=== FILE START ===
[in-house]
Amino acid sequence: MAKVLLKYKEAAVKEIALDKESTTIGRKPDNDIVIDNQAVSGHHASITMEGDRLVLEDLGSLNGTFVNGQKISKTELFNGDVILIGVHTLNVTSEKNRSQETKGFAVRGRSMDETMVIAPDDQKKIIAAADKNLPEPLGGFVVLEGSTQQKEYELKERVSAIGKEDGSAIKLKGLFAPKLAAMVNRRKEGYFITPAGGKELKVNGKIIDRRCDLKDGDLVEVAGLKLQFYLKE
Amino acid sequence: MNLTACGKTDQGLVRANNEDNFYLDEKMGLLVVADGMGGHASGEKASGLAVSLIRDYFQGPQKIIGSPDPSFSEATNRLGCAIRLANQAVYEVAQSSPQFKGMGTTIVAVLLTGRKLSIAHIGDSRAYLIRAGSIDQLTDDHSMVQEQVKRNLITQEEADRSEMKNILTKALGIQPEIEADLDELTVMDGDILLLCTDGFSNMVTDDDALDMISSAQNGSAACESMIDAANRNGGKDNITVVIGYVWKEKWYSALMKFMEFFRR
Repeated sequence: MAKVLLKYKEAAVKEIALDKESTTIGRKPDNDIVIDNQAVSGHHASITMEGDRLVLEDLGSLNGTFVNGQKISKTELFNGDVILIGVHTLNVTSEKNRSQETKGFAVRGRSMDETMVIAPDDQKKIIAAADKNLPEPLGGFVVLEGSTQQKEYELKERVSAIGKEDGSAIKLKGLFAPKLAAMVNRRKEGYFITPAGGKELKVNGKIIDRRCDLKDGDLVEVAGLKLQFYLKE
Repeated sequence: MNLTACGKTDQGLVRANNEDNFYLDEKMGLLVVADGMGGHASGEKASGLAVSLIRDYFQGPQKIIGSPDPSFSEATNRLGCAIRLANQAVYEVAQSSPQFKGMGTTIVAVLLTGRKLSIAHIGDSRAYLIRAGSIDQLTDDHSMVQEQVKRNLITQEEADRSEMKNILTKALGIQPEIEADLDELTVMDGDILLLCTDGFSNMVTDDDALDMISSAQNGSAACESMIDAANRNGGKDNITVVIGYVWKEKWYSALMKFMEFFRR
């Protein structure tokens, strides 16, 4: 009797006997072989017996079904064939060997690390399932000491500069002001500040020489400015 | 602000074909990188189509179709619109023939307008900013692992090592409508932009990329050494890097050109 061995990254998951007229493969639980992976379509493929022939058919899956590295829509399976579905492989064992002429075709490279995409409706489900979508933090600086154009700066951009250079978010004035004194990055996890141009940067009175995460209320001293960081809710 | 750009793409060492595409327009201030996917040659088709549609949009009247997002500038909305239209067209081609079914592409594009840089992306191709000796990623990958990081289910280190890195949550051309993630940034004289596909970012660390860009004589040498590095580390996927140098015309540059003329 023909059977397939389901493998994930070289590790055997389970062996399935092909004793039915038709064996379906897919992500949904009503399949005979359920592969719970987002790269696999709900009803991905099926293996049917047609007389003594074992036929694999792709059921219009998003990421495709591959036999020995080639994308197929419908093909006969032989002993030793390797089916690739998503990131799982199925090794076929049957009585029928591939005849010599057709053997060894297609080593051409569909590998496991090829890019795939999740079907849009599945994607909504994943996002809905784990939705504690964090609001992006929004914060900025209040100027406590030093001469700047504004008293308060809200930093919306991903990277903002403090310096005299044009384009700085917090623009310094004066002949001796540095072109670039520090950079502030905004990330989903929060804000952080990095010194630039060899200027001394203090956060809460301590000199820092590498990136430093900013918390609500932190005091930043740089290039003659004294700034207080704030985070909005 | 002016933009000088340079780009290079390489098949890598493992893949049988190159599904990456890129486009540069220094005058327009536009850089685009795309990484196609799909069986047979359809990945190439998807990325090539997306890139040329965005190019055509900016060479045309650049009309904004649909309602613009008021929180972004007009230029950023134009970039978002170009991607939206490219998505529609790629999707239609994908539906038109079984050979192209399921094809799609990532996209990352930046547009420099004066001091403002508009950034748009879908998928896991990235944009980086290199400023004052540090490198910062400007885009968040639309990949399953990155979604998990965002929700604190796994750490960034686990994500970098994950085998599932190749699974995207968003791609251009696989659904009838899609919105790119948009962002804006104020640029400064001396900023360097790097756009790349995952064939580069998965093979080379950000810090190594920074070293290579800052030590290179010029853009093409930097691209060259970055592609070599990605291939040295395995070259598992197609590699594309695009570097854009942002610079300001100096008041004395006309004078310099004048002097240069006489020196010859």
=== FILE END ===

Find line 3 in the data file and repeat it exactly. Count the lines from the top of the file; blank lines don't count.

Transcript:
Amino acid sequence: MNLTACGKTDQGLVRANNEDNFYLDEKMGLLVVADGMGGHASGEKASGLAVSLIRDYFQGPQKIIGSPDPSFSEATNRLGCAIRLANQAVYEVAQSSPQFKGMGTTIVAVLLTGRKLSIAHIGDSRAYLIRAGSIDQLTDDHSMVQEQVKRNLITQEEADRSEMKNILTKALGIQPEIEADLDELTVMDGDILLLCTDGFSNMVTDDDALDMISSAQNGSAACESMIDAANRNGGKDNITVVIGYVWKEKWYSALMKFMEFFRR